Functional analysis of a CASZ1/CHD5 interaction in cardiac development and disease Public Deposited

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  • March 20, 2019
Creator
  • Sojka, Stephen Peter
    • Affiliation: College of Arts and Sciences, Department of Biology
Abstract
  • Early cardiac development involves coordination of a number of processes including the specification and differentiation of cardiomyocytes, the ventral migration of cardiac cell populations, the formation of a linear heart tube, and the subsequent morphogenic movements required for cardiac looping and chamber formation. These early processes require the precise spatial and temporal regulation of a number of genetic pathways, which coordinate the activation and repression of various cardiac-specific transcription factors and their targets. These transcription factors are in part regulated by the formation of transcriptional complexes via interaction with regionally expressed cofactors. In this dissertation, I explore the role of protein-protein interactions in regulating the novel para zinc finger transcription factor CASTOR (CASZ1). We carried out a yeast two-hybrid screen to identify cardiac specific CASZ1 interacting partners and identified congenital heart disease protein 5 (CHD5), a small coiled coil protein expressed within the putative critical region of chromosome 21associated with congenital heart disease in Down syndrome patients. We observe that CASZ1 and CHD5 co-localize in the nuclei of cardiomyocytes and interact in vivo. We demonstrate that the interaction between CASZ1 and CHD5 is necessary for early cardiogenesis in Xenopus. We find that the absence of CASZ1 or CHD5 results in a failure of cardiac looping and early chamber formation. We observe that CASZ1 and CHD5-depleted cardiomycytes fail to undergo the cell shape changes associated with cardiomyocyte maturation, and that cardiomyocytes display defects in cell adhesion and apical-basal polarity. Thus CASZ1 and CHD5 are collectively required for the maintenance of early cardiomyocyte integrity. Overall this work provides a mechanism by which CASZ1 functions in early cardiac development and implicates CASZ1 and CHD5 collectively as potential causal factors for congenital heart disease in not only Down syndrome patients but in the general population as well.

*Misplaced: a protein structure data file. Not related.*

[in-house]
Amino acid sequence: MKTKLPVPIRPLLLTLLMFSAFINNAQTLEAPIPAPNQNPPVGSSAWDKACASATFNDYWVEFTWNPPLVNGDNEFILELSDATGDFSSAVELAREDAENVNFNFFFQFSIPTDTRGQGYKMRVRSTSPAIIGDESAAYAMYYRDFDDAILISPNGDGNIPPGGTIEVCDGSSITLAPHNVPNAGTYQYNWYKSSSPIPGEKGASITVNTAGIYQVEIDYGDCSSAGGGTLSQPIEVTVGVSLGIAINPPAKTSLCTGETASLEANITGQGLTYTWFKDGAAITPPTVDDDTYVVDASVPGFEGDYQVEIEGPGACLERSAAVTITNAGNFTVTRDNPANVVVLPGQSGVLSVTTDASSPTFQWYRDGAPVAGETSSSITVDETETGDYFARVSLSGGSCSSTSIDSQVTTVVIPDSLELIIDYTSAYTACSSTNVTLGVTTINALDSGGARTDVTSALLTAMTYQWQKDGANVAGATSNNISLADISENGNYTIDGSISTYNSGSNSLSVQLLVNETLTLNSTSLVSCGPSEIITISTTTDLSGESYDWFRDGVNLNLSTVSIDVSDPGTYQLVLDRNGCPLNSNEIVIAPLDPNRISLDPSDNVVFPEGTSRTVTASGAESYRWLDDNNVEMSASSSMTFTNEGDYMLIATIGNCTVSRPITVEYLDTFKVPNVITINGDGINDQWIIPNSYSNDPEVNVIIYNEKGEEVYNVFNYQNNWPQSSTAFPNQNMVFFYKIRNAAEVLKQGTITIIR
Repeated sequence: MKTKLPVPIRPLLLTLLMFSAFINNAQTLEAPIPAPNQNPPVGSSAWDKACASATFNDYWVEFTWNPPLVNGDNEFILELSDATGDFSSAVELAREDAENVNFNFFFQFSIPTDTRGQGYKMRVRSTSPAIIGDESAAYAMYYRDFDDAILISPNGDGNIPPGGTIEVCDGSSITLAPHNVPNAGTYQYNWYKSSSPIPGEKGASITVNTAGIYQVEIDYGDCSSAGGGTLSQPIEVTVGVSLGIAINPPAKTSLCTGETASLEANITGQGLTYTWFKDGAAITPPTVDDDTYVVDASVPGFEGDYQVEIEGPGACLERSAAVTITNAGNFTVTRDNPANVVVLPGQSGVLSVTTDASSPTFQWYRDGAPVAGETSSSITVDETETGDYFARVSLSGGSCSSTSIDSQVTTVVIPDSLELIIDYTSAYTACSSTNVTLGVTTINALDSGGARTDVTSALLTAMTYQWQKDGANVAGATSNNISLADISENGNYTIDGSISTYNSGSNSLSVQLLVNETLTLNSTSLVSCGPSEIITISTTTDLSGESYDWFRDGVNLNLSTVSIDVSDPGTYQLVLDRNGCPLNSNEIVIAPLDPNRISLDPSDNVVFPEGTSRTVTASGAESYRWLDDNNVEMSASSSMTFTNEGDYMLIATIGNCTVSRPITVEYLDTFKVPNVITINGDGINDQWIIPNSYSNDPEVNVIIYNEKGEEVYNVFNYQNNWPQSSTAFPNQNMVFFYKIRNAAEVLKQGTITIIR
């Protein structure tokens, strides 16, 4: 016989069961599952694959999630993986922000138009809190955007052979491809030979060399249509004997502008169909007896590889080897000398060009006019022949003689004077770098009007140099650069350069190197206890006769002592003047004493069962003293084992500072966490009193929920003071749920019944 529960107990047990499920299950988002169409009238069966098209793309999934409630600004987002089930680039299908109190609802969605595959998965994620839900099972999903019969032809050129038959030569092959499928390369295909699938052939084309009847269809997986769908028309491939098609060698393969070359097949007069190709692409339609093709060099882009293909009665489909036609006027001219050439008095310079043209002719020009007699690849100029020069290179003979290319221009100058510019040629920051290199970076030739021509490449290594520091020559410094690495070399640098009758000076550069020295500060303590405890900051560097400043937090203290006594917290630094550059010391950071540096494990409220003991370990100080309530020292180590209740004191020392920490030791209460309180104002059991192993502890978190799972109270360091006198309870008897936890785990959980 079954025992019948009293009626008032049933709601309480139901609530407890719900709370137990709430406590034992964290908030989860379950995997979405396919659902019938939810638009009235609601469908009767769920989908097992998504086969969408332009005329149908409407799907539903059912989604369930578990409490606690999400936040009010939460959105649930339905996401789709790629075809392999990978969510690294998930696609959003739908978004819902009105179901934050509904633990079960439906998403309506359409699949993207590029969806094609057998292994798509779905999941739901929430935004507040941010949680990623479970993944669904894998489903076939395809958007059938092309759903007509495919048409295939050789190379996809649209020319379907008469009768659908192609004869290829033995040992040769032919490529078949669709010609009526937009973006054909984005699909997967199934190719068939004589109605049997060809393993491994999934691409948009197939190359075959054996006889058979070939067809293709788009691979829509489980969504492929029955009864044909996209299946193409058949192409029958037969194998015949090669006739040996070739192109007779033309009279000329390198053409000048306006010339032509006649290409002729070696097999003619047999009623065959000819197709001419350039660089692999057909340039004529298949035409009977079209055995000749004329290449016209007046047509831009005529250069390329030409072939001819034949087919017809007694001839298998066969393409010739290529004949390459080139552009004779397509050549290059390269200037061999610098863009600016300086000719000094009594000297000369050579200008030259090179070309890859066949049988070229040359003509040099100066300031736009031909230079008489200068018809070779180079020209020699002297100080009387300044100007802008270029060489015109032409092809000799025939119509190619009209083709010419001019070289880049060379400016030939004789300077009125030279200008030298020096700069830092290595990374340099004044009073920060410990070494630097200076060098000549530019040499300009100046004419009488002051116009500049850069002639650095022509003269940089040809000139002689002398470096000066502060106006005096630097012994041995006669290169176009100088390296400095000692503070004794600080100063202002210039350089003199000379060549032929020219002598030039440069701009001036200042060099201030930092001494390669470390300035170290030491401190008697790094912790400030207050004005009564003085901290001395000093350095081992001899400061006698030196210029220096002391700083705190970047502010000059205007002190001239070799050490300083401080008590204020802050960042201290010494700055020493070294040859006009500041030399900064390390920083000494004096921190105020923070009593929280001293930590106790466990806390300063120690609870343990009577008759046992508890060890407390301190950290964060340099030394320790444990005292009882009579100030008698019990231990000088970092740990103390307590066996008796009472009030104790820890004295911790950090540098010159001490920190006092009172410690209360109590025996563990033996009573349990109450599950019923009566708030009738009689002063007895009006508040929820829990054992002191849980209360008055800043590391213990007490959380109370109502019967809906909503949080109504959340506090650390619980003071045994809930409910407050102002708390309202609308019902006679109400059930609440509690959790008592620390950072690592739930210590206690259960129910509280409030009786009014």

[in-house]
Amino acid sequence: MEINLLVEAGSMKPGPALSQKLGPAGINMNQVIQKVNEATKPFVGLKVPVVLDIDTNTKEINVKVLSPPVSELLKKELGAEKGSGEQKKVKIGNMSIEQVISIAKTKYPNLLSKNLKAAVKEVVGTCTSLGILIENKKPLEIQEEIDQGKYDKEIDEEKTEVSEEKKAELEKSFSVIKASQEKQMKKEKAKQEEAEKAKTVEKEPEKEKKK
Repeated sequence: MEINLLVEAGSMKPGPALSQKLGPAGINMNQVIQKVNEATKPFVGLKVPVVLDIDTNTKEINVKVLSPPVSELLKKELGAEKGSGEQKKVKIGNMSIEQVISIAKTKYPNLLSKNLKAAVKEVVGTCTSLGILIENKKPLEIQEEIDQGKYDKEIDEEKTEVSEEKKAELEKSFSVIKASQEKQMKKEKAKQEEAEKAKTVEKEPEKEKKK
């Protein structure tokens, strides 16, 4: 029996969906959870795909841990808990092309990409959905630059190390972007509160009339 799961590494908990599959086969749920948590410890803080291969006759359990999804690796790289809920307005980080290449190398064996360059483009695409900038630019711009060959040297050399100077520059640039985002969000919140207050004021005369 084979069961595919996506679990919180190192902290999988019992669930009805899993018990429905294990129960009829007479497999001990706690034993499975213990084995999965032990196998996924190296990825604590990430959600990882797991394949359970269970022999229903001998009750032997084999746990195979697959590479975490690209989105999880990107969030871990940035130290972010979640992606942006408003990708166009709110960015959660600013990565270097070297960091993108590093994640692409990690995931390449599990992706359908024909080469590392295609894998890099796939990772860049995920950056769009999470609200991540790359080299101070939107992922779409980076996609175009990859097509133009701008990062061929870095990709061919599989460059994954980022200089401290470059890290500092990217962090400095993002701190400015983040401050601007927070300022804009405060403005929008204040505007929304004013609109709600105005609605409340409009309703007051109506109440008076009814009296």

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  • In Copyright
Advisor
  • Conlon, Frank
Degree
  • Doctor of Philosophy
Graduation year
  • 2014
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